Walnuts, sliced almonds, or chopped pecans make a great addition to breakfast cereal, oatmeal, and as a crunchy topping on Greek yogurt. At breakfast, athletes can enjoy nut butters as a topping on toast or pancakes, stirred into their oatmeal for a delicious nutty flavor, or blended into a smoothie.
Seeds: Flaxseeds and Chia Seeds
Flaxseeds and chia seeds are nutrient dense seeds that provide fiber, omega-3 fatty acids, protein, antioxidants, vitamins, and minerals. The seeds are versatile and can be easily added into an athlete’s morning oatmeal, smoothies, and yogurt.
Chia seeds can be used as a vegan egg substitute and also are a great addition to smoothies and overnight oats. Since chia seeds do not have much flavor, they are an easy way to increase the nutrient content of an athlete’s breakfast.
Flaxseeds are typically consumed ground, as it is easier for the body to digest and absorb the nutrients in the ground form. Ground flaxseeds can be added into breakfast baked goods such as muffins and pancake mix. Athletes can also stir a tablespoon of ground flaxseeds into their bowl of breakfast cereal, adding in fiber, protein, and omega-3 fatty acids.
Extra Virgin Olive Oil
Similar to avocados and nuts, olive oils are rich in monounsaturated fats. Olive oil also contains phenolic compounds, which have antioxidant and anti-inflammatory effects in the body (6).
At breakfast athletes can top their avocado toast with a drizzle of olive oil. In addition, they can use olive oil to scramble their eggs or cook their breakfast potatoes.
Key 3: Think Outside the Box
Non-Traditional, Healthy Breakfast Ideas for Athletes
If traditional breakfast foods such as eggs and pancakes do not appeal to an athlete, they can think outside of the box about what foods they would enjoy in the morning. There is nothing wrong with enjoying more traditional lunch or dinner food items at breakfast time.
Consider these ideas for non-traditional breakfast for athletes:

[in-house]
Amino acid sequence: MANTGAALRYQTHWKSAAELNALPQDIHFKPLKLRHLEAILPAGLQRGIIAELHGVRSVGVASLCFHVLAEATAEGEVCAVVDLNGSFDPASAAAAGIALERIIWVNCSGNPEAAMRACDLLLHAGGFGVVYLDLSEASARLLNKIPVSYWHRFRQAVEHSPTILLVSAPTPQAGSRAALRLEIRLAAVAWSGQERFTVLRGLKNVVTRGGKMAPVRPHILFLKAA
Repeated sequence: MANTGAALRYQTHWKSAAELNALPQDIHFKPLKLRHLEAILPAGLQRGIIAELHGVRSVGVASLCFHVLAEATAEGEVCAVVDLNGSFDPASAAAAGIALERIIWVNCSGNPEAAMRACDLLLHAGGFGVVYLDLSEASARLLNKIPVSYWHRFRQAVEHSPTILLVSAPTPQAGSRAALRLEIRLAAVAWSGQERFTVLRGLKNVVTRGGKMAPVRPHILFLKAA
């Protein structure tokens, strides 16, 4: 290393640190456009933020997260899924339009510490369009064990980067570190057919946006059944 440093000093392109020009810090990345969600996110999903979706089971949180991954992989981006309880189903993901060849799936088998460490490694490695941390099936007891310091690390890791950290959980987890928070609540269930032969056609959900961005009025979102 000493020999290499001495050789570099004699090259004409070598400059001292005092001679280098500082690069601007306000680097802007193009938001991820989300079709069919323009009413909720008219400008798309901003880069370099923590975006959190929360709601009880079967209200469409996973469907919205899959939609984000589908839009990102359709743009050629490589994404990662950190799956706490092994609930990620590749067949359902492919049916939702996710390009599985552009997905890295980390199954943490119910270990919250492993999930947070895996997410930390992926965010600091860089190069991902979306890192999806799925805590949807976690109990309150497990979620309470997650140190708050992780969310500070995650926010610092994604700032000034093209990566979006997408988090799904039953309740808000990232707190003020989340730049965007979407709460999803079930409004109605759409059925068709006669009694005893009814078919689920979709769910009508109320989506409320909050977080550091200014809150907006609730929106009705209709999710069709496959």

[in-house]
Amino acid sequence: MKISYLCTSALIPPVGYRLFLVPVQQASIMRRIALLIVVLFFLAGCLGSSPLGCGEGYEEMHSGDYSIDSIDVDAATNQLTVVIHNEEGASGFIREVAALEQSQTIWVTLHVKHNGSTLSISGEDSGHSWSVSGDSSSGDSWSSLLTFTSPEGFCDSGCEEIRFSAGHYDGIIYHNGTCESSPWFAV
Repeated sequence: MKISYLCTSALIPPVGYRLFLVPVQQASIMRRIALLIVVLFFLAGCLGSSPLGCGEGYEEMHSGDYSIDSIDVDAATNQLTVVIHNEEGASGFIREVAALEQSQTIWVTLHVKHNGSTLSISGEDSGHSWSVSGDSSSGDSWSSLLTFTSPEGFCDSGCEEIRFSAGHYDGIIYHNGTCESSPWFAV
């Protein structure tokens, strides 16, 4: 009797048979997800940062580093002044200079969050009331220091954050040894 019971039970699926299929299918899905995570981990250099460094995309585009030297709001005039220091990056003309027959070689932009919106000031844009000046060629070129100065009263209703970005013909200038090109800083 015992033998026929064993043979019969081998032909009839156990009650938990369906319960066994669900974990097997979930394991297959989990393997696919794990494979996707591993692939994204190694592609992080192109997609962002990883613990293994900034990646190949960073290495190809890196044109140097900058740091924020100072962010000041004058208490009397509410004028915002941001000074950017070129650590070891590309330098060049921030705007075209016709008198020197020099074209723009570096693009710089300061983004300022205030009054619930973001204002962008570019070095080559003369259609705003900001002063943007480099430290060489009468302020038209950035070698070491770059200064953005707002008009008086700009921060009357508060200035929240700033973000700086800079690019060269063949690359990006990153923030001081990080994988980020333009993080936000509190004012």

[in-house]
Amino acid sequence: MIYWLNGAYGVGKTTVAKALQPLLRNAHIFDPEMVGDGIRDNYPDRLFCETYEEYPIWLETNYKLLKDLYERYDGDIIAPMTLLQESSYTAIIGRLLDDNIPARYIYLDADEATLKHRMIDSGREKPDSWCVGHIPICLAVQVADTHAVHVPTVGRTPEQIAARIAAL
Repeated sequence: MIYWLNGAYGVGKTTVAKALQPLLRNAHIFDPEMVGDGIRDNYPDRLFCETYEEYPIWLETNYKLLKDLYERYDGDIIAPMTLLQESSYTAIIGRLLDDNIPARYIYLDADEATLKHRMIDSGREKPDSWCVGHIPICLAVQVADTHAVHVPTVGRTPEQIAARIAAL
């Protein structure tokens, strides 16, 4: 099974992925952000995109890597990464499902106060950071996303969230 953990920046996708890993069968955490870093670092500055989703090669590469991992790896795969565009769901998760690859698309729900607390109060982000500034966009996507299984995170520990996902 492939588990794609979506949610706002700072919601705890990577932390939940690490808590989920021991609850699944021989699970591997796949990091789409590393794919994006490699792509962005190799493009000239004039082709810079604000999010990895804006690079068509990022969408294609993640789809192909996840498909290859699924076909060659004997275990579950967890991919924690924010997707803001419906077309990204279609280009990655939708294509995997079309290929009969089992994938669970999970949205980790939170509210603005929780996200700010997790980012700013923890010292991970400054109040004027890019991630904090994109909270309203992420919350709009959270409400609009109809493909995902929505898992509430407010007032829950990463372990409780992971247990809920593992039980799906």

- Peanut butter and jelly sandwich on whole wheat bread, banana, with high-protein milk
- Turkey, cheese, and avocado wrap with 100% fruit juice
- English muffin pizza made with turkey pepperoni slices, shredded cheese, and tomato sauce with low-fat milk
- Chicken and cheese quesadilla on a whole wheat tortilla with sliced avocado and a side of black beans
Healthy Breakfast On-the-Go Ideas for Athletes
It can be helpful for athletes to keep items on hand to prepare a quick breakfast on-the-go that will support their sports nutrition needs. When time is limited, the items below can make a great addition to an athlete’s breakfast.
- Instant Oatmeal – Consider making two packets of instant oatmeal and stirring in nut butter for a quick and easy breakfast.
- Bars – Whole grain granola bars, breakfast bars, and fig bars are all great to have available for a quick breakfast on-the-go.
- Nut Butter – Single-serving packets of nut butters are great to spread on a bagel, mix into your instant oatmeal, or use as a topping on crunchy granola bars. Athletes with nut allergies can consider using SunButter® products, which are made with sunflower seeds and nut allergen free.
- Cheese sticks – Cheese sticks and string cheese are a great option for an athlete to grab on the way out the door to add protein to their breakfast.
- Hard-Boiled Eggs: Athletes can prepare hard-boiled eggs at home or purchase hard-boiled eggs that are peeled and ready to eat at the store.
- Greek Yogurt and Cottage Cheese: Purchase individual containers of Greek yogurt and cottage cheese that can be easily added to a breakfast on-the-go for athletes.
- Fruit Smoothies – Blend together a variety of frozen fruits, sliced bananas, high-protein milk, and Greek yogurt for a nutrient-rich way to start the day.
If athletes are looking for a great way to keep their breakfast on-the-go cold, my favorite option is the Hydro Flask Insulated Lunch Box and Resuable Ice Pack, The lunch box is the perfect size to throw into a gym bag and it will keep the athlete’s breakfast cold until after their morning workout.
Ready to Build a Healthy Breakfast for Athletes
You are now equipped with a variety of ideas for building healthy breakfasts for athletes. Remember to plan ahead, focus on including carbohydrates, lean proteins, and healthy fats, and to be ready with easy ideas for breakfast on-the-go.
If you are interested in additional sports nutrition tips for athletes, check-out my recent blog, Your Guide to Game Day Nutrition.
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Mandy is a Sports Dietitian Nutritionist in the San Antonio, TX area. She is a Registered and Licensed Dietitian, a Board-Certified Specialist in Sports Dietetics, a Licensed Athletic Trainer, and is a Certified Exercise Physiologist through the American College of Sports Medicine. Mandy has experience working with athletes at the high school, collegiate, and professional levels. She believes the key to reaching one’s full potential, both in everyday life and in sports performance, relies on a healthy nutritional foundation. Learn more about the work Mandy does here.